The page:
Despite the ugly weather, the 2017 Ford Escape had much to distract yours truly in the way of technology and driveability.
Jasper, Alberta – The invite to take the 2017 Ford Escape on a 230-kilometre springtime jaunt along Icefields Parkway was irresistible.
Towering majestic mountains, glistening glaciers and possible roadside grizzly encounters – the latter viewed from the safety of Ford’s top-selling crossover – was a tempting way to put a welcome end to a dingy winter.
If your correspondent had joined the first wave of journos from across the country to do the drive, today you would be viewing shots of all the aforementioned natural beauty among pictures of a gleaming Escape and reading words rhapsodizing the glorious route across breathtaking terrain. Instead, the forecast for this review features scattered showers, hail, sleet and a lot of snow.
Despite the ugly weather, the 2017 Ford Escape had much to distract yours truly in the way of technology and driveability. Crossovers are hot in the Great White North (sorry, that was irresistible). The Ford folks told us in the pre-drive briefing that more than 700,000 Canadians bought crossover-style vehicles last year.
What’s more, these vehicles that mimic sport utility vehicles to a degree and provide the comfort of the trusty old family sedan now account for around one third of all sales in North America. The landscape has change dramatically since the first Escape appeared at the turn of the millennium in 2001.
Then there was little competition but now there are more than 20 vying for the attention of buyers. Moreover, expect many more to debut during the next few years as some manufacturers are convinced they are the future from which there will be no return to the past. In fact, some are bravely predicting sedans will be dramatically reduced by some manufacturer lineups.
The Escape has been merely refreshed in its appearance for 2017 but its myriad improvements under the skin are what make it worthy of closer analysis. The visual refresh includes the introduction of an aluminum hood and a front that now more closely resembles the lines of its larger crossover siblings. The tailgate is reshaped and features rear LED lights.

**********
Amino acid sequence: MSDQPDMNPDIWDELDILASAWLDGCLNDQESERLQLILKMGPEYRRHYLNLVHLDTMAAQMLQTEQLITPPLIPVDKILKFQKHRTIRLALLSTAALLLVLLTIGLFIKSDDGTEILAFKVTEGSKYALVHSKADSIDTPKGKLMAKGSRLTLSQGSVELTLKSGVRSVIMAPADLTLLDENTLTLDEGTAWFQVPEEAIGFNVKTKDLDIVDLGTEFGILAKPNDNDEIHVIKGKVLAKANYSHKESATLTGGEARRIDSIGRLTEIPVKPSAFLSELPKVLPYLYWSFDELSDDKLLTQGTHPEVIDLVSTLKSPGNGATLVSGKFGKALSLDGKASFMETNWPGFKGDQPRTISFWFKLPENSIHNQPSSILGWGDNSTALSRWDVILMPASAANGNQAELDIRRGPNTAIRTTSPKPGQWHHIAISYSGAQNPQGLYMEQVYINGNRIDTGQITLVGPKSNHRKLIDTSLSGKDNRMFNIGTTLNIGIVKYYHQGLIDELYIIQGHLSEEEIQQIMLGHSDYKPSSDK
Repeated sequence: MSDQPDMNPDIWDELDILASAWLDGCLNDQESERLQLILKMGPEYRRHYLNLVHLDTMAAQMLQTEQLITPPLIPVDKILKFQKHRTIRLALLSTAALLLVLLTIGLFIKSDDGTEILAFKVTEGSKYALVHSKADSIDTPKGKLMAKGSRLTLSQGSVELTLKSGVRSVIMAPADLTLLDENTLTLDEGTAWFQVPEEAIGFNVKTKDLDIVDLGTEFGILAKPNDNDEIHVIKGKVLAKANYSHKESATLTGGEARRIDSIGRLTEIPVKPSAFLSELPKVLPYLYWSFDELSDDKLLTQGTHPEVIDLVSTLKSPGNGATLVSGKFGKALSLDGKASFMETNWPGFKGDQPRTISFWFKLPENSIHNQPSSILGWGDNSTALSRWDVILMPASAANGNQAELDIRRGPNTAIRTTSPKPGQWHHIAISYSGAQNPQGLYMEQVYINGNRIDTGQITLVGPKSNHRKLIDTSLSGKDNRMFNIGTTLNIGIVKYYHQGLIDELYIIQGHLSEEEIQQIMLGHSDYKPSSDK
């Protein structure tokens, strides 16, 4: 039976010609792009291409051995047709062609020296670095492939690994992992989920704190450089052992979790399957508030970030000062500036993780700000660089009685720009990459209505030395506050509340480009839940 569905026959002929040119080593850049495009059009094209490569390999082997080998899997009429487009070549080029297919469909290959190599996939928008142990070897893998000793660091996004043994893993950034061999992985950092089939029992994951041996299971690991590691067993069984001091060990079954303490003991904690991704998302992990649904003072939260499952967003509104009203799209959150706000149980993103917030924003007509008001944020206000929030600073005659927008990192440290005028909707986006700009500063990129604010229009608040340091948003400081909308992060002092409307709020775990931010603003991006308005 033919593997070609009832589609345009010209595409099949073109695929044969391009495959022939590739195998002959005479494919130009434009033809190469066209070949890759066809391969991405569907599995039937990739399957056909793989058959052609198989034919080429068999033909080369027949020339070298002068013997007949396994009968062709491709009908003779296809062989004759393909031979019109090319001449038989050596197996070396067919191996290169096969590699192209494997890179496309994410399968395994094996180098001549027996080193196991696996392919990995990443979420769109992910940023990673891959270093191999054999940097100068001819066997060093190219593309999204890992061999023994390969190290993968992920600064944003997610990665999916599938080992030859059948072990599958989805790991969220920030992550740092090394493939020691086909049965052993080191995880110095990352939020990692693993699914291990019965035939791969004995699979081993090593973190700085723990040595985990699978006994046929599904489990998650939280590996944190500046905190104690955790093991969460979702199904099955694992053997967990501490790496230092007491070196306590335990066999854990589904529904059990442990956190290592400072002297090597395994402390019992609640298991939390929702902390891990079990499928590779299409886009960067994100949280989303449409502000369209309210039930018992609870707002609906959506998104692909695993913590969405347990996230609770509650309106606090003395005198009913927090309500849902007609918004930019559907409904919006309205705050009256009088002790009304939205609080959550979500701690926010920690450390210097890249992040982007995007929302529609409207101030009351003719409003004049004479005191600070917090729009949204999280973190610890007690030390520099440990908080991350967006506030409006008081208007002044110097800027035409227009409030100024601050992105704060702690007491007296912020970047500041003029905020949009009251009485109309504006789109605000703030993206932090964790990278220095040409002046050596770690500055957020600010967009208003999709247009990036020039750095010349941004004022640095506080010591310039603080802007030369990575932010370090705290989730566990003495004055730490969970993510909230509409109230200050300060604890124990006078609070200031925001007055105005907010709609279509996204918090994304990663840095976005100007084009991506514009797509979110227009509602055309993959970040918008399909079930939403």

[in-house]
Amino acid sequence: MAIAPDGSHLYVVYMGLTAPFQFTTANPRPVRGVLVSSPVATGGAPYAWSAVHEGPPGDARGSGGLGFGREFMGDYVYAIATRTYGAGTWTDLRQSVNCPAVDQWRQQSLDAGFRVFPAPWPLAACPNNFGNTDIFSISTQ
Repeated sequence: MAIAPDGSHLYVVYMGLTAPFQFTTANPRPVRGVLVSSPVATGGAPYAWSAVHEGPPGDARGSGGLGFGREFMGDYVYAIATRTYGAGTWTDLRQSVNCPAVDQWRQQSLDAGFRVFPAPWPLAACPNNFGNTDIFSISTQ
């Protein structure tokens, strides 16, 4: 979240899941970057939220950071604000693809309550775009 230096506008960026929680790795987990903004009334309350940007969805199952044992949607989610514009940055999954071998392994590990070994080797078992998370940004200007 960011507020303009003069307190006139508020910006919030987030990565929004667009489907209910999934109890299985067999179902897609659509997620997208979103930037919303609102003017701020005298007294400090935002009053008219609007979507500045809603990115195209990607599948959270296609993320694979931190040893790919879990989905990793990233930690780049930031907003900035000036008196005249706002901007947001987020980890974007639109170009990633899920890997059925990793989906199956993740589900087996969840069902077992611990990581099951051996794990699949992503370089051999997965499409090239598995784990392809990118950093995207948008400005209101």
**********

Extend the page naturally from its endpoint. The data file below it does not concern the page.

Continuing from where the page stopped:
The cabin is much improved in fit-and-finish and the seating more adjustable and comfortable on a journey. The removal of the handbrake and its replacement by an electronic push button parking brake makes for more space up front.
Today, people are very enamoured with technology and this is an area that Ford have paid significant attention. Sync 3 Connect is standard on the Titanium trim and an optional tech package ingredient on the SE. It features Apple CarPlay/Android Auto and a Fordpass App that lets your smartphone use an onboard modem to check gas tank levels, start the engine and secure the vehicle remotely, to name but a few attributes.
Changes are evident under the hood. The 2.5-litre four-cylinder engine remains the base engine but two brand new turbocharged EcoBoost engines are now available, one is a 1.5-litre, 170 horsepower powerplant and the second a twin-scroll turbocharged 2.0-litre four-cylinder, which pumps out 245 horses.
Each new engine has auto start/stop, which Ford says improves fuel economy by up to six percent of the predecessor engines. When this technology was introduced a few short years ago this observer was a skeptic but careful monitoring in a variety of different manufacturers’ similarly equipped products show promises of better fuel economy are not idle boasts.
Frankly, they were also clunky in operation at first but are now dramatically smoother. The three engines are all matched to the same six-speed auto tranny and paddle shifters are available on the top-end models.
The Escape will not turn owners into off roaders overnight, nor should drivers think they could scale tall mountains. The all-wheel drive configuration will, however, cope wonderfully with most of what Canadian winters can throw at us on our highways.
Only the higher level trims were available on the launch but we should get access to the based model later this summer. The 2.0-litre engine was very responsive, smooth running and quiet.
The AWD version consumes gas at the rate of 11.5/8.7 L/100 km (city/hwy). The 1.5-litre version is probably better suited to the city dweller. Not surprisingly, less responsive but delivers a level of performance that will satisfy most folks. Fuel consumption is rated at 10.7/8.3 L/100 (city/hwy).
The base, front-wheel-drive Escape S starts at $25,099, the FWD SE costs $27,599, add AWD and it jumps to $29,799. The FWD Titanium is $33,799, and the AWD, $35,999.